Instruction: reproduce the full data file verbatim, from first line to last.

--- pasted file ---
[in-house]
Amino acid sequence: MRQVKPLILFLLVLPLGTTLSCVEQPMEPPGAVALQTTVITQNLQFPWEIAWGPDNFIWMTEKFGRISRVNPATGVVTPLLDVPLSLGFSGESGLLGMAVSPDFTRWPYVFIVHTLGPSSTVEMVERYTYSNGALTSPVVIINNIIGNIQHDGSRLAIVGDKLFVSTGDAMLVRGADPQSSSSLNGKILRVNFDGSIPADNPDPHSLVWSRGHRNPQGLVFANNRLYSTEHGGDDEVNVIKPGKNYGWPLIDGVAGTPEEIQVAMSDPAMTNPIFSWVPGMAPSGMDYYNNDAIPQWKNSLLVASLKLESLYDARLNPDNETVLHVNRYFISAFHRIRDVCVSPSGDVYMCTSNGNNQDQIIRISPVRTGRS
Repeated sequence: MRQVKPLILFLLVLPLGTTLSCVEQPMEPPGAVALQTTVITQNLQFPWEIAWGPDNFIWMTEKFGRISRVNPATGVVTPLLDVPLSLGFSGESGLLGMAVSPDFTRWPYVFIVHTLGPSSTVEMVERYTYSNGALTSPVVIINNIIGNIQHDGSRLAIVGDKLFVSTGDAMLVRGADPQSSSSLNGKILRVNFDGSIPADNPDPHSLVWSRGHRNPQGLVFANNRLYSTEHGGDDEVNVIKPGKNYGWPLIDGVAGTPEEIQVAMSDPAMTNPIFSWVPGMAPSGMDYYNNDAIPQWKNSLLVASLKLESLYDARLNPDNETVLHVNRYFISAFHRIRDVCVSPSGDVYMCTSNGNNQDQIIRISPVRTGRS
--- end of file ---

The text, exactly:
[in-house]
Amino acid sequence: MRQVKPLILFLLVLPLGTTLSCVEQPMEPPGAVALQTTVITQNLQFPWEIAWGPDNFIWMTEKFGRISRVNPATGVVTPLLDVPLSLGFSGESGLLGMAVSPDFTRWPYVFIVHTLGPSSTVEMVERYTYSNGALTSPVVIINNIIGNIQHDGSRLAIVGDKLFVSTGDAMLVRGADPQSSSSLNGKILRVNFDGSIPADNPDPHSLVWSRGHRNPQGLVFANNRLYSTEHGGDDEVNVIKPGKNYGWPLIDGVAGTPEEIQVAMSDPAMTNPIFSWVPGMAPSGMDYYNNDAIPQWKNSLLVASLKLESLYDARLNPDNETVLHVNRYFISAFHRIRDVCVSPSGDVYMCTSNGNNQDQIIRISPVRTGRS
Repeated sequence: MRQVKPLILFLLVLPLGTTLSCVEQPMEPPGAVALQTTVITQNLQFPWEIAWGPDNFIWMTEKFGRISRVNPATGVVTPLLDVPLSLGFSGESGLLGMAVSPDFTRWPYVFIVHTLGPSSTVEMVERYTYSNGALTSPVVIINNIIGNIQHDGSRLAIVGDKLFVSTGDAMLVRGADPQSSSSLNGKILRVNFDGSIPADNPDPHSLVWSRGHRNPQGLVFANNRLYSTEHGGDDEVNVIKPGKNYGWPLIDGVAGTPEEIQVAMSDPAMTNPIFSWVPGMAPSGMDYYNNDAIPQWKNSLLVASLKLESLYDARLNPDNETVLHVNRYFISAFHRIRDVCVSPSGDVYMCTSNGNNQDQIIRISPVRTGRS